Reducing rates of preventable HIV/AIDS-associated mortality among people living with HIV who inject drugs

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Abstract

Purpose of review

The modern antiretroviral therapy (ART) era has seen substantial reductions in mortality among people living with HIV. However, HIV-positive people who inject drugs (PWIDs) continue to experience high rates of suboptimal HIV-related outcomes. We review recent findings regarding factors contributing to premature and preventable mortality among HIV-positive PWID, and describe the promise of interventions to improve survival in this group.

Recent findings

The current leading causes of death among HIV-positive PWID are HIV/AIDS-related causes, overdose, and liver-related causes, including infection with hepatitis C virus. Elevated mortality levels in this population are driven by social–structural barriers to ART access and adherence, particularly criminalization and stigmatization of drug use. In contexts where opioid substitution therapy and ART adherence support programs are widely accessible, evidence highlights comparable levels of survival among HIV-positive PWID and people living with HIV who do not inject drugs.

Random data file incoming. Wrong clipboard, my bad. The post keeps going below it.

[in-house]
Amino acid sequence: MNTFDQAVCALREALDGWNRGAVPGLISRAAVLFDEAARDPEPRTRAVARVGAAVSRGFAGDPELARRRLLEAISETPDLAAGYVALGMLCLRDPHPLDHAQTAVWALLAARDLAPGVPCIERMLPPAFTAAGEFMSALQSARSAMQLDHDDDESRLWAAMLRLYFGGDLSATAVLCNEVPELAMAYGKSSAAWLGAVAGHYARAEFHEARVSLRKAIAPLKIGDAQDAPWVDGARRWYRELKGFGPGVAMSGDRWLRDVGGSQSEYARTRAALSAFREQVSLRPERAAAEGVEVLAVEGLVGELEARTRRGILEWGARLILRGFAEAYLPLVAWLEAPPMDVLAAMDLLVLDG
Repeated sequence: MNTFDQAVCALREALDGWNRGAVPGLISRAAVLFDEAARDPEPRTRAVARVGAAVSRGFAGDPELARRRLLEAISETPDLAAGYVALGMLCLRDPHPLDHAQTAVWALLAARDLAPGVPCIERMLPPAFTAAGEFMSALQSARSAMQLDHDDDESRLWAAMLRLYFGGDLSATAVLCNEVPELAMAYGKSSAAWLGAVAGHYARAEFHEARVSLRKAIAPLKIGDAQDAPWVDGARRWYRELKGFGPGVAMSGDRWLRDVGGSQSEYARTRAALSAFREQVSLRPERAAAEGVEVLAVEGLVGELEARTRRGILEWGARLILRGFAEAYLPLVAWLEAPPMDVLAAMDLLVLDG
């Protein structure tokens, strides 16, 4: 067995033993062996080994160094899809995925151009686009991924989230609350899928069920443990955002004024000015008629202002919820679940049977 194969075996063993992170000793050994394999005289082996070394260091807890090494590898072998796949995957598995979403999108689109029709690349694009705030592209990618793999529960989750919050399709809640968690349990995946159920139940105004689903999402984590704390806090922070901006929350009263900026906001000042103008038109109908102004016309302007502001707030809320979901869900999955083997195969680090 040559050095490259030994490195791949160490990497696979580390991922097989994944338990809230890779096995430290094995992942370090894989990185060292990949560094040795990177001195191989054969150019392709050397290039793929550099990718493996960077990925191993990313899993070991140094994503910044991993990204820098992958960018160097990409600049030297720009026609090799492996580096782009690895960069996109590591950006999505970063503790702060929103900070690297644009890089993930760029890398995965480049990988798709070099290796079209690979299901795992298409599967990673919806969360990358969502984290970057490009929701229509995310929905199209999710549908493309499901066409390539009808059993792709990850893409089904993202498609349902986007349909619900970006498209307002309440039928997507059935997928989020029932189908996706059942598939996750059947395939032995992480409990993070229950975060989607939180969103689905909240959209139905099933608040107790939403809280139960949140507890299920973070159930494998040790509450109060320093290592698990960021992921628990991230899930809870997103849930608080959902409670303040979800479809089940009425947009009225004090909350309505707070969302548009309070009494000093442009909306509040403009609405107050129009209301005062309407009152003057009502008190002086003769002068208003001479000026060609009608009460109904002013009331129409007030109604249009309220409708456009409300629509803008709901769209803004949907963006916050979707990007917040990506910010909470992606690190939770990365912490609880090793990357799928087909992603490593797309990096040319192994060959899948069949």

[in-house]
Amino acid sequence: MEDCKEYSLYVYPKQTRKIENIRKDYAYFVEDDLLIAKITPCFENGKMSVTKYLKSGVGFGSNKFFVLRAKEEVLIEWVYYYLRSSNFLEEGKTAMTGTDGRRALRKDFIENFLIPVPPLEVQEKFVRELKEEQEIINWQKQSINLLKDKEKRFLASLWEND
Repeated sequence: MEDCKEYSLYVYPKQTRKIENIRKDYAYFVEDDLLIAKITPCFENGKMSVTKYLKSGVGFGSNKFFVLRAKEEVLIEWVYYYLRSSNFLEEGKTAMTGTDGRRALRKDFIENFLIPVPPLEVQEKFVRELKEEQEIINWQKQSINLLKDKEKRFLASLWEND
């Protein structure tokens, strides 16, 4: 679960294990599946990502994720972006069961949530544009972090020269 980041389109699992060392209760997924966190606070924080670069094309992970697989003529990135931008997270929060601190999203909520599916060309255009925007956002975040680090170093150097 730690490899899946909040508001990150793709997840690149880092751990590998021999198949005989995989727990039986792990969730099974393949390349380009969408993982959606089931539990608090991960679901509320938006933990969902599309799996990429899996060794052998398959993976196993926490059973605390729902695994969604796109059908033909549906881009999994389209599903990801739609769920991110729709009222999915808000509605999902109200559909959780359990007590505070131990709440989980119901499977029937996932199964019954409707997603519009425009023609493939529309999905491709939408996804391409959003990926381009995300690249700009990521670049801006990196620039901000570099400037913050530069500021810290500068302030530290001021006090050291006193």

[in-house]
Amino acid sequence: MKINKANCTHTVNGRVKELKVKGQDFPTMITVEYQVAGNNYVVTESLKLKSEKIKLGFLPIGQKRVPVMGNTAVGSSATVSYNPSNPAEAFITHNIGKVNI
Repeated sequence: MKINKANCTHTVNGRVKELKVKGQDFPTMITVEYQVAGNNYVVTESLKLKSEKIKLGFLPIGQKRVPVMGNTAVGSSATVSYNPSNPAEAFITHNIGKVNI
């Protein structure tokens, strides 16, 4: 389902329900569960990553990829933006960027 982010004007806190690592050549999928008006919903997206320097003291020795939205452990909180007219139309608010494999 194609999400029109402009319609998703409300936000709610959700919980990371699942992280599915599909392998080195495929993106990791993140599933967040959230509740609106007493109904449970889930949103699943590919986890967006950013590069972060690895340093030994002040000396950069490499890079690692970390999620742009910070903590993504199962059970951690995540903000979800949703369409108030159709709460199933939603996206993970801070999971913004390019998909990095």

Summary

The life-saving benefits of ART can be realized among HIV-positive PWID when it is paired with strategies that address barriers to evidence-based medical care. Joint administration of ART and opioid substitution therapy, as well as repeal of punitive laws that criminalize drug users, are urgently needed to reduce HIV and injection-related mortality among PWID.

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